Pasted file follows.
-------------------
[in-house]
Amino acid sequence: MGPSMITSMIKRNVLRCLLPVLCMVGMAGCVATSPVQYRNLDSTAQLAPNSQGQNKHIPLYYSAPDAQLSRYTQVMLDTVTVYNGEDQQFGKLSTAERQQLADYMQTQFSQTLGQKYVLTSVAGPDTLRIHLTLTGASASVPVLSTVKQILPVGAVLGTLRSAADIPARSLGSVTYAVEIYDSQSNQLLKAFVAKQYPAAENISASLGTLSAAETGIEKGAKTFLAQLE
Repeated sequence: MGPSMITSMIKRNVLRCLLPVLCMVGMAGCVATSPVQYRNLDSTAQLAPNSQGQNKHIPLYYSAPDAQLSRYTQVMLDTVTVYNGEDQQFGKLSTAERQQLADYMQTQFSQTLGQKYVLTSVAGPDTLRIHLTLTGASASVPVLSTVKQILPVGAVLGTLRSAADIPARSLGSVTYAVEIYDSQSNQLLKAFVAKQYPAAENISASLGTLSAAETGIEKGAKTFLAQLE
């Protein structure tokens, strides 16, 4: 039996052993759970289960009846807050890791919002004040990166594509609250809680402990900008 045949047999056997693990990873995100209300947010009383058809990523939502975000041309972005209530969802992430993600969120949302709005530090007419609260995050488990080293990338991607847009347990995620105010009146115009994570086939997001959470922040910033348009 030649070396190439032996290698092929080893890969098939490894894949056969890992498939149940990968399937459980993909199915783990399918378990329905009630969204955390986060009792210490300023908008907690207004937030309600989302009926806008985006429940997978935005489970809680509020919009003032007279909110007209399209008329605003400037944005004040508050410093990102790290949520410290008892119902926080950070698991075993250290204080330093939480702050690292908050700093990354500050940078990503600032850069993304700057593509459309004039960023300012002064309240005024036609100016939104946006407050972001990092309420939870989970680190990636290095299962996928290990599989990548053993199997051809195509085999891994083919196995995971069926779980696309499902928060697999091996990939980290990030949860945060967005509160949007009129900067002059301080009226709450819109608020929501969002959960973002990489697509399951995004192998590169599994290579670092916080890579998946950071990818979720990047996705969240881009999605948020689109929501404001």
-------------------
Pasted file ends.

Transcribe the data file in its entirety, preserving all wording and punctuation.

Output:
[in-house]
Amino acid sequence: MGPSMITSMIKRNVLRCLLPVLCMVGMAGCVATSPVQYRNLDSTAQLAPNSQGQNKHIPLYYSAPDAQLSRYTQVMLDTVTVYNGEDQQFGKLSTAERQQLADYMQTQFSQTLGQKYVLTSVAGPDTLRIHLTLTGASASVPVLSTVKQILPVGAVLGTLRSAADIPARSLGSVTYAVEIYDSQSNQLLKAFVAKQYPAAENISASLGTLSAAETGIEKGAKTFLAQLE
Repeated sequence: MGPSMITSMIKRNVLRCLLPVLCMVGMAGCVATSPVQYRNLDSTAQLAPNSQGQNKHIPLYYSAPDAQLSRYTQVMLDTVTVYNGEDQQFGKLSTAERQQLADYMQTQFSQTLGQKYVLTSVAGPDTLRIHLTLTGASASVPVLSTVKQILPVGAVLGTLRSAADIPARSLGSVTYAVEIYDSQSNQLLKAFVAKQYPAAENISASLGTLSAAETGIEKGAKTFLAQLE
């Protein structure tokens, strides 16, 4: 039996052993759970289960009846807050890791919002004040990166594509609250809680402990900008 045949047999056997693990990873995100209300947010009383058809990523939502975000041309972005209530969802992430993600969120949302709005530090007419609260995050488990080293990338991607847009347990995620105010009146115009994570086939997001959470922040910033348009 030649070396190439032996290698092929080893890969098939490894894949056969890992498939149940990968399937459980993909199915783990399918378990329905009630969204955390986060009792210490300023908008907690207004937030309600989302009926806008985006429940997978935005489970809680509020919009003032007279909110007209399209008329605003400037944005004040508050410093990102790290949520410290008892119902926080950070698991075993250290204080330093939480702050690292908050700093990354500050940078990503600032850069993304700057593509459309004039960023300012002064309240005024036609100016939104946006407050972001990092309420939870989970680190990636290095299962996928290990599989990548053993199997051809195509085999891994083919196995995971069926779980696309499902928060697999091996990939980290990030949860945060967005509160949007009129900067002059301080009226709450819109608020929501969002959960973002990489697509399951995004192998590169599994290579670092916080890579998946950071990818979720990047996705969240881009999605948020689109929501404001």